DP14246 Firm and Worker Dynamics in a Frictional Labor Market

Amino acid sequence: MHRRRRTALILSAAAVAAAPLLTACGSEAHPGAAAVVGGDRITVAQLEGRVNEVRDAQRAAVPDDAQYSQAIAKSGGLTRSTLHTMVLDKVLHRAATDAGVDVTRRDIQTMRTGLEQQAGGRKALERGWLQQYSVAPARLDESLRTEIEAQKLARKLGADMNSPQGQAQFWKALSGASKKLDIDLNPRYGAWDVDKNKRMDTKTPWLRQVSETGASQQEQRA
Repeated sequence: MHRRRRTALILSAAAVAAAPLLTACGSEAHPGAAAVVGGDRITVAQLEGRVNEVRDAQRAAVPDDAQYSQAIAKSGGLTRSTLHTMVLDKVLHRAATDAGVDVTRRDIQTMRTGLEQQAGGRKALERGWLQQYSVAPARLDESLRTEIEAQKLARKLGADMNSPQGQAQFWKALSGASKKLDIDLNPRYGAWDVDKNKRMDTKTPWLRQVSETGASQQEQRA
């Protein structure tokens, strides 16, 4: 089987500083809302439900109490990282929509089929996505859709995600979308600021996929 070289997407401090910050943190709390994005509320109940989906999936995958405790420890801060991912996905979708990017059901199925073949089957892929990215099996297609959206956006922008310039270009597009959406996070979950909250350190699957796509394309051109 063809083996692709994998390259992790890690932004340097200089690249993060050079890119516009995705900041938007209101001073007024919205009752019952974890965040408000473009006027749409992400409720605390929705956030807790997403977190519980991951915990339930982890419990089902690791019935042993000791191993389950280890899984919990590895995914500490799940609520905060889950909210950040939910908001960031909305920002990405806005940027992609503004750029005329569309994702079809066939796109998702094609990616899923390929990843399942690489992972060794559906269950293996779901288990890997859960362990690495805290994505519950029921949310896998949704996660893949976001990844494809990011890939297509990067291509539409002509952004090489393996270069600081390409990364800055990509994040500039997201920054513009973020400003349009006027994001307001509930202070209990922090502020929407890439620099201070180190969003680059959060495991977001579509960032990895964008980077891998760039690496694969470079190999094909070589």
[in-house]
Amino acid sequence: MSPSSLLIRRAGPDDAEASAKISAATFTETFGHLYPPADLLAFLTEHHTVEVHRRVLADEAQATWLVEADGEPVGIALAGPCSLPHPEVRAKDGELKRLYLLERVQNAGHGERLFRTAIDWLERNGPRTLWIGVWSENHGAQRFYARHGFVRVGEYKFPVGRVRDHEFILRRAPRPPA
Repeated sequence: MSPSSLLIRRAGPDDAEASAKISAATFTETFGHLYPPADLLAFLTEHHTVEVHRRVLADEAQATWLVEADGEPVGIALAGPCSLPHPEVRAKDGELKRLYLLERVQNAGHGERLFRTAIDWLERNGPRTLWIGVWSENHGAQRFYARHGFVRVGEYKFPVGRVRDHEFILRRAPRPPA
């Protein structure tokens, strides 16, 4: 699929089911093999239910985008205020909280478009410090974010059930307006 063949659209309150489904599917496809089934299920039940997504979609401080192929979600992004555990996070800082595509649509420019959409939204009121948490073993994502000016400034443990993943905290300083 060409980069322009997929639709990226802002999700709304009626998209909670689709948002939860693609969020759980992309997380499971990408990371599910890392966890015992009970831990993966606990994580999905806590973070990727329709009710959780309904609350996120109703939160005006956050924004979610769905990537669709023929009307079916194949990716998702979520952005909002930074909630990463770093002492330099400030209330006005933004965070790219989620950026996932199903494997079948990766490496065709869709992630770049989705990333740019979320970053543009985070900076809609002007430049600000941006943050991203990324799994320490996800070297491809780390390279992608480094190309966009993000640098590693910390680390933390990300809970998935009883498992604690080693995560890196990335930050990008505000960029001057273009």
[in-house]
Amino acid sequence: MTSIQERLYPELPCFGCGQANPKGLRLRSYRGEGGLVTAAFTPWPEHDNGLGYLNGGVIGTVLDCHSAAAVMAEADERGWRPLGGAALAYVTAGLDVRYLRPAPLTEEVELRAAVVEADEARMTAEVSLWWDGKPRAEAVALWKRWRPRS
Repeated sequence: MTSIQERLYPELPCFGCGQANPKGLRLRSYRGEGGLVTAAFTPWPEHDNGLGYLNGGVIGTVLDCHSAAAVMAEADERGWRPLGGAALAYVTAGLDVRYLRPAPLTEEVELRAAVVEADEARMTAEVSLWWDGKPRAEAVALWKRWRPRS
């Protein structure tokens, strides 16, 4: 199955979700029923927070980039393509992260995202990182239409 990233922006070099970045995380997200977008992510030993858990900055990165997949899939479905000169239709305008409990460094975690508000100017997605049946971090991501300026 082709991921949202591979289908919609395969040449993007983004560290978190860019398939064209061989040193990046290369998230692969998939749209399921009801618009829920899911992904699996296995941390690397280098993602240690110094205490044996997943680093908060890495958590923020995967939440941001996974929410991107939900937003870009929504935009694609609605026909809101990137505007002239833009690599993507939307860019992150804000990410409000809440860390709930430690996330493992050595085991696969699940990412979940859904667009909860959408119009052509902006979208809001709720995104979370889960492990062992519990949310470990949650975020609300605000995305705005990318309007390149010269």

This paper develops a random-matching model of a frictional labor market with firm and worker dynamics. Multi-worker firms choose whether to shrink or expand their employment in response to shocks to their decreasing returns to scale technology. Growing entails posting costly vacancies, which are filled either by the unemployed or by employees poached from other firms. Firms also choose when to enter and exit the market. Tractability is obtained by proving that, under a parsimonious set of assumptions, all workers’ and firm decisions are characterized by their joint marginal surplus, which in turn only depends on the firm’s productivity and size. As frictions vanish, the model converges to a standard competitive model of firm dynamics which allows a quantification of the misallocation cost of labor market frictions. An estimated version of the model yields cross-sectional patterns of net poaching by firm characteristics (e.g., age and size) that are in line with the micro data. The model also generates a drop in job-to-job transitions as firm entry declines, offering an interpretation to U.S. labor market dynamics around the Great Recession. All these outcomes are a reflection of the job ladder in marginal surplus that emerges in equilibrium.